We all think about asking for more money, either at work or from our clients but how many of us actually do it? For the sake of this blog, I will assume you’re employed rather than self-employed but I’ll be writing another blog shortly on how to ask for more money from your clients (without losing their business).

There are a few things to consider before you have the conversation and some common mistakes that you can easily avoid. The key message is – if you don’t ask you don’t get!

Did you know? Female managers in the UK still earn 22% less than their male counterparts and “work for free” for one hour and 40 minutes a day, or 57 working days a year, according to the Chartered Management Institute’s 2015 National Management Salary Survey.

So what can you do to increase your chances of getting the pay rise that you want?

Pep talk

The first thing is a pep talk with yourself. You need to be confident in your own abilities to warrant this pay rise. You’ve worked your tits off to get the recognition that you deserve and then suddenly, the voice in your head tells you to postpone the meeting and talk to your boss next week instead. Or you decide before you even ask, that they’ll probably say no so, what’s the point? Or you’ve convinced yourself that it’s the wrong timing and they’ll sack you. Or even worse, you think about it so much that you start to doubt yourself and actually all of that work you’ve done was probably no better than everyone else’s and it wasn’t any big deal. Stop faffing around and start tuning the voice in your head to think more positively.

Now think, what if you do go along to the meeting as planned? What if your boss turns around and says it’s with pleasure that we can reward you in this way, it’s the least you deserve. What if they turn around and say actually, we wanted to discuss an opportunity with you and this is just the right time. What if they’re used to people approaching them about this and they’re used to offering someone a bump in their pay as they recognise you’re someone they want to hold on to. What if you can now save more for your house deposit? Or you can stop worrying so much about how to stretch your wages to last the whole month and actually worry about something else for a change?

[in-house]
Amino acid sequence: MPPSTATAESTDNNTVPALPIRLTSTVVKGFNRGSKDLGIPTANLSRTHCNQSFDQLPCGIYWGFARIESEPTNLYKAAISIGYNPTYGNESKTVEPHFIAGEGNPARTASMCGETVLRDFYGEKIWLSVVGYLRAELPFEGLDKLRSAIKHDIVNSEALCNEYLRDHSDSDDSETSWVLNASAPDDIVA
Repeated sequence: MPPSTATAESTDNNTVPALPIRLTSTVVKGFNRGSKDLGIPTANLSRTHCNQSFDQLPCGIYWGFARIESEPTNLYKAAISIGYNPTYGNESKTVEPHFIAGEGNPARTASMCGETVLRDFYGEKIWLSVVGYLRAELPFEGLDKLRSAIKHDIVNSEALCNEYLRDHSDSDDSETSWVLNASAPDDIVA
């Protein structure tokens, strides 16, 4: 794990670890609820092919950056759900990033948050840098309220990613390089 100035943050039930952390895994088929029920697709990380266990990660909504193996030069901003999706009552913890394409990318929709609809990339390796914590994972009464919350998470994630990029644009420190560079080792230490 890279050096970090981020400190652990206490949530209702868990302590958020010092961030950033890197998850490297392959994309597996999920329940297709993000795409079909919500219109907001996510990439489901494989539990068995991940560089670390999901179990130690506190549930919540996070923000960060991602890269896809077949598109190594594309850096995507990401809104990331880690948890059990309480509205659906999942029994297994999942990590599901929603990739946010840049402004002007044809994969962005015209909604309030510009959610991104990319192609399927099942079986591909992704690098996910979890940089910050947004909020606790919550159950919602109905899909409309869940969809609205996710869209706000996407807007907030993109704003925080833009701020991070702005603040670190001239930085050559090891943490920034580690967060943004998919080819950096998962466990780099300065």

The title of this blog was well thought out. Look around you, look at the men and women you work alongside. They’re going to fall into the first bracket or the second. Which one will you decide on?

Timing is key

This doesn’t mean put it off, but it does mean choose the right time to approach your boss. Think outside of your own situation here – when did the budget last get renewed? When were the last round round of promotions/pay rises? How long have you worked there for? What other key events are going on that week/month that may influence it? Have they told you recently that they’re going through a hard time personally? Be sensitive to other factors surrounding your role and the company and ensure your emotional intelligence is switched on. 

Talk facts, not feelings

(Jot down a list of the tasks you’ve carried out and what results you’ve achieved, how does this compare with the current team and usual expectations for this role) Refrain from saying anything which might imply you’re ‘fucked off’ or ‘not coping’ – these emotions are to be spoken about with friends and family not your boss. Put yourself in their shoes, they want to know why you think you’re current pay is not satisfactory? Then they want to know that they’re potentially losing a good resource if they don’t match the competitive rate? And then they’ll want to work out how it fits in the budget?